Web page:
At last Friday's meetup there was a good chunk of discussion on dream states and the ways we engage with dreams to support our Kundalini process... and life in general.
This theme played on me a little bit afterwards and I remembered a book i'd read a couple of years ago about 'liminal dreaming'. (Liminal Dreaming by Jennifer Dumpert). I've very much enjoyed tapping into this very readily accessible yet often overlooked transitional state, as and when if feels right.
For anyone that isn't aware of liminal dreaming, I won't attempt to describe it here but there's a great description on Jennifer's website: liminaldreaming.com.
Another reason I mention it, in the context of Kundalini, is that we'd also talked a little bit about turning the volume up on our inner wisdom. Finding the balance between the guidance within and external guidance/information. I wouldn't want to speak on behalf of everyone but I definitely find myself in cycles of over anticipating answers from others, before re-realising that so much direction is already right here. And so with liminal dreaming, I've found it nice a way of creating a space in the week to drop into this alternate (and often gentler, more expansive) way of perceiving. To honour what's already here.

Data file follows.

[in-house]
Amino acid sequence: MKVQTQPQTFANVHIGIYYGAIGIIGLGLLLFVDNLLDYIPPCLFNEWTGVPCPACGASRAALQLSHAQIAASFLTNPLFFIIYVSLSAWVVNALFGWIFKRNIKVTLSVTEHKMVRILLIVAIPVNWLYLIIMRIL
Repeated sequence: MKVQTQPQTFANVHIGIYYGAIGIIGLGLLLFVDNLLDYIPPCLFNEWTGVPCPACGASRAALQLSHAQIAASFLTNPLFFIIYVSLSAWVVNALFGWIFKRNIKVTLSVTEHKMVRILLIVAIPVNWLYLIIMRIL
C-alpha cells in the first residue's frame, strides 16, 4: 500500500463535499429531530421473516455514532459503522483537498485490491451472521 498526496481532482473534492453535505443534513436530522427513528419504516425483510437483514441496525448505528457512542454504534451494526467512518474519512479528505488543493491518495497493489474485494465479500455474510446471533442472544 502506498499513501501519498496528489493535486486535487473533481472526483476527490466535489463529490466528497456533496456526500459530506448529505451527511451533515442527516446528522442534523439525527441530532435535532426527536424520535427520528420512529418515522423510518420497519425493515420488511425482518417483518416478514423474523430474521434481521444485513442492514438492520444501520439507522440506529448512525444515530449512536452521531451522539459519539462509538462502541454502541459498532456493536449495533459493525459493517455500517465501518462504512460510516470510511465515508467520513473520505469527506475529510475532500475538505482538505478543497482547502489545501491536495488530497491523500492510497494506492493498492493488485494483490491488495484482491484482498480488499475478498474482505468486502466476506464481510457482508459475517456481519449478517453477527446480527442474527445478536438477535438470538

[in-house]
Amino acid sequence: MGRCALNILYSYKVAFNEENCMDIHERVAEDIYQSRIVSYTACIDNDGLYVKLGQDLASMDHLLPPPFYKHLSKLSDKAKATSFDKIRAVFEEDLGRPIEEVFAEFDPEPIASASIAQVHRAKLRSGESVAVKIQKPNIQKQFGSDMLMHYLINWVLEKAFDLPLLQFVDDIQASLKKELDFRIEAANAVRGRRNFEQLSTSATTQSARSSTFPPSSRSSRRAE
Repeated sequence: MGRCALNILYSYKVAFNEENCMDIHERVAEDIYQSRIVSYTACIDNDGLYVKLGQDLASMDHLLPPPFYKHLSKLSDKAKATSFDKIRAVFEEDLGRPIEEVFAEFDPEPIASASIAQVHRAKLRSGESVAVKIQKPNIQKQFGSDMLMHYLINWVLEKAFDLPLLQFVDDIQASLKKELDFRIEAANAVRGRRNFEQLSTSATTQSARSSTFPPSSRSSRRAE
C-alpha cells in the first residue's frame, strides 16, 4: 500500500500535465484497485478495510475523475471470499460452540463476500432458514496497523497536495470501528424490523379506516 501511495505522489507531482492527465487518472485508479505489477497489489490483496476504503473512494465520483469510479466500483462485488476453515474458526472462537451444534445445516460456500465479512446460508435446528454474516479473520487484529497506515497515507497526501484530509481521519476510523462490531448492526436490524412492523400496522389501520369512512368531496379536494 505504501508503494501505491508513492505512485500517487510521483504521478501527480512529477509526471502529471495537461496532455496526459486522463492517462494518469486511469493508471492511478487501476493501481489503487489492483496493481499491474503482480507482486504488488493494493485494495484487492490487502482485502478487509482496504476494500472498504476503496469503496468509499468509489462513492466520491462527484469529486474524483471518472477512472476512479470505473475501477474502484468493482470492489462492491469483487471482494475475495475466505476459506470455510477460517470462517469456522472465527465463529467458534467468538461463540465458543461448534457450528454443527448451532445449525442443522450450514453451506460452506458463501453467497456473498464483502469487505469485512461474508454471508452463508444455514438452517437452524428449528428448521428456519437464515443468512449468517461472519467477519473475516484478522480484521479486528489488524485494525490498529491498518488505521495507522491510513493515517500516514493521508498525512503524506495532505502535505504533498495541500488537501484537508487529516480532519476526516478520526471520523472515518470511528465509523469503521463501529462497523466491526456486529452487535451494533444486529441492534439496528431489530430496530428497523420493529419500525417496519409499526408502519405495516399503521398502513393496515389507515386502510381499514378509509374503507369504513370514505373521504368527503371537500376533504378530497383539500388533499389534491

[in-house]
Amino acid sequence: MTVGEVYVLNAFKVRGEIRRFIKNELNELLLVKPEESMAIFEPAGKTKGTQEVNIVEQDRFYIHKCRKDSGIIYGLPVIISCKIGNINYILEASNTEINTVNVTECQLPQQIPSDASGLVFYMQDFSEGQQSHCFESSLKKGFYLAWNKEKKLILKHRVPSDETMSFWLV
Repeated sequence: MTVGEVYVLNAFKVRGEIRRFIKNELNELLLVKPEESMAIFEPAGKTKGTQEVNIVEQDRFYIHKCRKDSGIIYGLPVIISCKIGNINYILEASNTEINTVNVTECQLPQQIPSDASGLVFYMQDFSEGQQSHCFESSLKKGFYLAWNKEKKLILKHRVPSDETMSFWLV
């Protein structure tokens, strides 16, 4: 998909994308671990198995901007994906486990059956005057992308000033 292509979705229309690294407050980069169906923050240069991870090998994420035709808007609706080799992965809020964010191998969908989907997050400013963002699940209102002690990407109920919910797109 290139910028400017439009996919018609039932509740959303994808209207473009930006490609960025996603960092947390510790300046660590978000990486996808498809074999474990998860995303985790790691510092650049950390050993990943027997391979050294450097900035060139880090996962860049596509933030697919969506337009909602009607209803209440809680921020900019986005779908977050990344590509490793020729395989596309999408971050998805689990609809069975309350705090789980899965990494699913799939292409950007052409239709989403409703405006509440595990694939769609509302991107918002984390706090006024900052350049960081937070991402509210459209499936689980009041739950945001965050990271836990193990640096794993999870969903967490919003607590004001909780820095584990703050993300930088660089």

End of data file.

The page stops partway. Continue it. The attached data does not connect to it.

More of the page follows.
I could talk for a while on ways I've found it useful during this process, but just one has been how it's helped cravings. Specifically cravings for video games and psychedelics. I don't believe these are 'wrong' in anyway but personally I've had a deeper sense that i'd like to reduce time spent gaming. And as for quite a strong psychedelic craving, I've also had a deeper sense that this would not be helpful currently. I then noticed that underlying both of these cravings was a need to drift amongst the visual realm. I find that i'm someone that is much more comfortable with a visual and auditory orientation than of a linguistic orientation. And yet my lifestyle was (and is somewhat still) very linguistic orientated, hence the cravings. So I find when I've had a liminal dream or quite vivid dream, that this satisfies this 'need' and these specific cravings are entirely diminished.
To relate this to more general ways of how Kundalini process functions, I can see how this is a kind of nudging towards a more fitting and authentic way of being for my makeup.
I also just really like Jennifer's way of expressing. She talks about the ephemeral nature of dreams and encourages readers to be ok with just dreaming for the sake of it. If you don't remember it in the morning, it really doesn't matter! A kind of dream non-attachment... and so this dream practise has changed how I relate to day to day experiences in waking life.
Of course if this doesn't resonate with you or current spiritual practice, then pass it by. But I think it's handy to be aware of, especially as we pass through this liminal space twice a day! Like most things, it does take some practise before you can 'hang out' in the in-between but it's 10x easier than lucid dreaming in my opinion.